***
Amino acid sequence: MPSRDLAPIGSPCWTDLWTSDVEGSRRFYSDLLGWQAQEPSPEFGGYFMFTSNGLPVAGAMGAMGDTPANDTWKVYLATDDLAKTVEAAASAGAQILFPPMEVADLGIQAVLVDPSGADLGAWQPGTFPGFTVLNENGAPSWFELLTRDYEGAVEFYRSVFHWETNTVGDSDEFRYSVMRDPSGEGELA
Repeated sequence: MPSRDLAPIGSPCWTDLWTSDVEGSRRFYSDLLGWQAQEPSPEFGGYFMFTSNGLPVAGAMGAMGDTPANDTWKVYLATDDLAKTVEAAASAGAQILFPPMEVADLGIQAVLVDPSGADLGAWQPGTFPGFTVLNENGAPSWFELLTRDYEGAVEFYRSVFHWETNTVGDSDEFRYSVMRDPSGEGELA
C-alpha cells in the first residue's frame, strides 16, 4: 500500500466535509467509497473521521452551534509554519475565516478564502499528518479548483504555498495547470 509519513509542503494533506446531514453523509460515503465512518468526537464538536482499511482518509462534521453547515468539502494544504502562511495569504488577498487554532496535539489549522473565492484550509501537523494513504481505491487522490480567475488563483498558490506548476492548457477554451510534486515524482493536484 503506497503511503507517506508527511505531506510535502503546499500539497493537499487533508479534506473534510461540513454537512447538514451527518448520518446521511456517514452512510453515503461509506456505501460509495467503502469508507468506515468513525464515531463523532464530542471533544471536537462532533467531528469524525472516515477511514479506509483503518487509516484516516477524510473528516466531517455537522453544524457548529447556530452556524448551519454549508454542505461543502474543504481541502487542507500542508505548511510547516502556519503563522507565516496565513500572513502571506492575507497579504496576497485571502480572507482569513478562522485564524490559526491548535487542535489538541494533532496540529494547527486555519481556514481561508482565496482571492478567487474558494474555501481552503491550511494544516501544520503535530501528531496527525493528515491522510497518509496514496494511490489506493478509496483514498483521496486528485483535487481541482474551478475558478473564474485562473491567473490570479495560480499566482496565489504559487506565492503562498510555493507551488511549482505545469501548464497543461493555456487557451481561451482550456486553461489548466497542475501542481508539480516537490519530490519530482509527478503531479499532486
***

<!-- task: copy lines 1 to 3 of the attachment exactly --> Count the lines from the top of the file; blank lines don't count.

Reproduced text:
Amino acid sequence: MPSRDLAPIGSPCWTDLWTSDVEGSRRFYSDLLGWQAQEPSPEFGGYFMFTSNGLPVAGAMGAMGDTPANDTWKVYLATDDLAKTVEAAASAGAQILFPPMEVADLGIQAVLVDPSGADLGAWQPGTFPGFTVLNENGAPSWFELLTRDYEGAVEFYRSVFHWETNTVGDSDEFRYSVMRDPSGEGELA
Repeated sequence: MPSRDLAPIGSPCWTDLWTSDVEGSRRFYSDLLGWQAQEPSPEFGGYFMFTSNGLPVAGAMGAMGDTPANDTWKVYLATDDLAKTVEAAASAGAQILFPPMEVADLGIQAVLVDPSGADLGAWQPGTFPGFTVLNENGAPSWFELLTRDYEGAVEFYRSVFHWETNTVGDSDEFRYSVMRDPSGEGELA
C-alpha cells in the first residue's frame, strides 16, 4: 500500500466535509467509497473521521452551534509554519475565516478564502499528518479548483504555498495547470 509519513509542503494533506446531514453523509460515503465512518468526537464538536482499511482518509462534521453547515468539502494544504502562511495569504488577498487554532496535539489549522473565492484550509501537523494513504481505491487522490480567475488563483498558490506548476492548457477554451510534486515524482493536484 503506497503511503507517506508527511505531506510535502503546499500539497493537499487533508479534506473534510461540513454537512447538514451527518448520518446521511456517514452512510453515503461509506456505501460509495467503502469508507468506515468513525464515531463523532464530542471533544471536537462532533467531528469524525472516515477511514479506509483503518487509516484516516477524510473528516466531517455537522453544524457548529447556530452556524448551519454549508454542505461543502474543504481541502487542507500542508505548511510547516502556519503563522507565516496565513500572513502571506492575507497579504496576497485571502480572507482569513478562522485564524490559526491548535487542535489538541494533532496540529494547527486555519481556514481561508482565496482571492478567487474558494474555501481552503491550511494544516501544520503535530501528531496527525493528515491522510497518509496514496494511490489506493478509496483514498483521496486528485483535487481541482474551478475558478473564474485562473491567473490570479495560480499566482496565489504559487506565492503562498510555493507551488511549482505545469501548464497543461493555456487557451481561451482550456486553461489548466497542475501542481508539480516537490519530490519530482509527478503531479499532486